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Clement Lenglet

Sevilla to Barcelona, €35.9m

Profile
Born just north of Paris, Clement Lenglet worked his way through the youth ranks at Nancy, before breaking into the first-team squad and making his full debut in the 2013/14 Ligue 2 season. He settled quickly, making more than 20 league appearances in his first full season, and then 34 in the next.

In what would be his final season at Nancy, Lenglet scored the goal that secured the club’s promotion back into Ligue 1 after a three-year absence. He played half a season in the French top flight before leaving home comforts for La Liga – specifically, Sevilla – for a deal worth €5m in January 2017.

He made his debut against Real Madrid in an entertaining 3-3 draw in the Copa del Rey, and then made his La Liga debut in a 3-1 defeat away to Espanyol – but he soon established himself at the heart of the Sevilla defence, featuring in 35 of 38 league fixtures last season. Most notably for English fans, he was part of the team that dumped Manchester United out of the Champions League in the last 16.

The 23-year-old’s move to Barcelona was confirmed in July for €35.9m, his five-year deal with the Catalan club confirming their faith in a defender who is yet to win an international cap for World Cup winners France. He joins fellow new arrivals Arthur and Malcom in a wave of youngsters that suggest Barca are very much looking to the future.

Tactical analysis
As a defender, Lenglet provides superb central cover for his goalkeeper. The Frenchman is more than willing to put his body on the line to block shots, crosses, passes, and generally anything within the central lane of the pitch (above). His commitment and desire in the tackle is reminiscent of former England centre-backs John Terry and Jamie Carragher, as his recovering tackles often save certain goals.

His strength in the last-gasp tackle might raise a question mark over his positioning, however, and indeed his ability to deal with danger long before the ball has reached the penalty area. Truly world-class central defenders are rarely seen making regular make-or-break tackles in front of goal; rather, they will have blocked off the incoming danger already.

Lenglet can be caught out when drawn into wide areas or the inside channels (above), as his body shape doesn’t help him block incoming crosses from these wider positions – and, while by no means slow, he can be exposed when up against an opponent with raw pace and acceleration. When drawn out of position, Lenglet can be beaten by wingers or marauding full-backs – which then leads to subsequent crosses into the penalty area from the byline.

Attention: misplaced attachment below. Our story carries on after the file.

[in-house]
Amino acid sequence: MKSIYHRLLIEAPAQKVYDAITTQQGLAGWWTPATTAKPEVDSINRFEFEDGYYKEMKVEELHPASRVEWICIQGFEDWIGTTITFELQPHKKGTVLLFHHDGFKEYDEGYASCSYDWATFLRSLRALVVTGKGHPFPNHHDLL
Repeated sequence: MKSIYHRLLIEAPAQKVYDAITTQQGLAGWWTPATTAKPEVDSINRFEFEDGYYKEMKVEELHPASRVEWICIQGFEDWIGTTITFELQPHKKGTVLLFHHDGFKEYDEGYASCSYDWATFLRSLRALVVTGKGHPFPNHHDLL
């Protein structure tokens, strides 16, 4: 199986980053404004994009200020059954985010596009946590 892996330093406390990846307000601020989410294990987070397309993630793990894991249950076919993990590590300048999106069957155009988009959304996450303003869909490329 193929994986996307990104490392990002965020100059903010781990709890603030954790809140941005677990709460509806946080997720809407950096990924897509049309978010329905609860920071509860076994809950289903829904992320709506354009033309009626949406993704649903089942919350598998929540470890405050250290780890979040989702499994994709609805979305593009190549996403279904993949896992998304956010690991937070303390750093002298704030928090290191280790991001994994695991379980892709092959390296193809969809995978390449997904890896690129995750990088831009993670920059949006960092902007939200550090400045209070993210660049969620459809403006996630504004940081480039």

A left-footer who is more than comfortable in possession, Lenglet’s main weapon is an ability to accurately hit passes over great length (below). His switching of play out to the right side in particular can be a hugely effective tool, especially when married with a fast and direct right-sided winger. His aerial balls over the left side are still effective, although more predictable because of a reduced angle of delivery.

Role at new club
Lenglet will almost certainly play exclusively as a centre-back for Barcelona, mostly on the left side of the pairing. Barca currently have four central defenders in the first-team squad, but only one of these – Gerard Pique – is right-footed. Should the recently retired Spanish international (below) be suspended or injured for a lengthy spell, head coach Ernesto Valverde will be forced to play two left-footed centre-backs.

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Fresh from a World Cup win this summer, Samuel Umtiti is likely to continue as first choice in that left-sided role. This would naturally leave his fellow Frenchman Lenglet on the bench, where he will compete with Thomas Vermaelen for the role of back-up centre-back. Lenglet is unlikely to be given minutes anywhere else on the pitch, with his relative lack of pace counting against him stepping in for Jordi Alba at left-back.

His range of passing could come in handy should he need to step up into a defensive midfield role, although Valverde is unlikely to see him as a single pivot in Barca’s usual 4-3-3 – and with Arthur and Arturo Vidal having arrived to join Sergio Busquets and Ivan Rakitic in those areas, Lenglet would be some way down the pecking order in this position anyway.

Clement Lenglet

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